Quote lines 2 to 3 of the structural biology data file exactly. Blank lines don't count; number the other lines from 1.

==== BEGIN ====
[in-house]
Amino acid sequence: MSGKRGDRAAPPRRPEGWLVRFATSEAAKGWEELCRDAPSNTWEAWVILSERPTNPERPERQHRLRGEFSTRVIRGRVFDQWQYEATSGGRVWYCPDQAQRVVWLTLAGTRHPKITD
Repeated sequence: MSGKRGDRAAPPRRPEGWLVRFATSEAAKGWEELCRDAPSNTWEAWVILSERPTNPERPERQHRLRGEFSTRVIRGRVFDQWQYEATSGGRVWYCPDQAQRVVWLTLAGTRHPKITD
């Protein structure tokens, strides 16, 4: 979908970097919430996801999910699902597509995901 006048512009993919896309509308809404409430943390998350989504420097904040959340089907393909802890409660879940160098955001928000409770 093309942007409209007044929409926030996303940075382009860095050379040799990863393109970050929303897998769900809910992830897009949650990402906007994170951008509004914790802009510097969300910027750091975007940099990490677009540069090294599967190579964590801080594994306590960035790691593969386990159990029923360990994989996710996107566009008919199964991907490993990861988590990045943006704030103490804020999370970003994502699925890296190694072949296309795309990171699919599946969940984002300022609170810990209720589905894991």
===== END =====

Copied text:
Amino acid sequence: MSGKRGDRAAPPRRPEGWLVRFATSEAAKGWEELCRDAPSNTWEAWVILSERPTNPERPERQHRLRGEFSTRVIRGRVFDQWQYEATSGGRVWYCPDQAQRVVWLTLAGTRHPKITD
Repeated sequence: MSGKRGDRAAPPRRPEGWLVRFATSEAAKGWEELCRDAPSNTWEAWVILSERPTNPERPERQHRLRGEFSTRVIRGRVFDQWQYEATSGGRVWYCPDQAQRVVWLTLAGTRHPKITD